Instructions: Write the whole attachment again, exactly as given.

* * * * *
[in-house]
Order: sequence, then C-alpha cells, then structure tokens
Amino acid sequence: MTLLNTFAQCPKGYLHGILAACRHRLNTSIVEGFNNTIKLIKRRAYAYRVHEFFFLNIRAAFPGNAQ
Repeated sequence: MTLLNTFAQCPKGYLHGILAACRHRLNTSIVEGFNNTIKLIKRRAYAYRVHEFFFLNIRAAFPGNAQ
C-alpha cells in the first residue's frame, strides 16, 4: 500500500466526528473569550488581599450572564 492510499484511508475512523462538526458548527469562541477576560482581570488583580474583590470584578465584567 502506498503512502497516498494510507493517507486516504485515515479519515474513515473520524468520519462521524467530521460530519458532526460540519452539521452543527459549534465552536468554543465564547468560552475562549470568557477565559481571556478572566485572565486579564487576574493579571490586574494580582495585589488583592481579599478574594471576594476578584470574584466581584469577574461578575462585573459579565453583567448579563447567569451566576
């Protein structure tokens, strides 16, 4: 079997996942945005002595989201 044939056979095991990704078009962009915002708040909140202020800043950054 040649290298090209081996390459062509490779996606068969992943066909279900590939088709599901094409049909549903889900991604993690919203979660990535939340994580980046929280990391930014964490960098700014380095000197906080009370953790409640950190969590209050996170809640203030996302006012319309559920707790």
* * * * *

[in-house]
Order: sequence, then C-alpha cells, then structure tokens
Amino acid sequence: MTLLNTFAQCPKGYLHGILAACRHRLNTSIVEGFNNTIKLIKRRAYAYRVHEFFFLNIRAAFPGNAQ
Repeated sequence: MTLLNTFAQCPKGYLHGILAACRHRLNTSIVEGFNNTIKLIKRRAYAYRVHEFFFLNIRAAFPGNAQ
C-alpha cells in the first residue's frame, strides 16, 4: 500500500466526528473569550488581599450572564 492510499484511508475512523462538526458548527469562541477576560482581570488583580474583590470584578465584567 502506498503512502497516498494510507493517507486516504485515515479519515474513515473520524468520519462521524467530521460530519458532526460540519452539521452543527459549534465552536468554543465564547468560552475562549470568557477565559481571556478572566485572565486579564487576574493579571490586574494580582495585589488583592481579599478574594471576594476578584470574584466581584469577574461578575462585573459579565453583567448579563447567569451566576
């Protein structure tokens, strides 16, 4: 079997996942945005002595989201 044939056979095991990704078009962009915002708040909140202020800043950054 040649290298090209081996390459062509490779996606068969992943066909279900590939088709599901094409049909549903889900991604993690919203979660990535939340994580980046929280990391930014964490960098700014380095000197906080009370953790409640950190969590209050996170809640203030996302006012319309559920707790």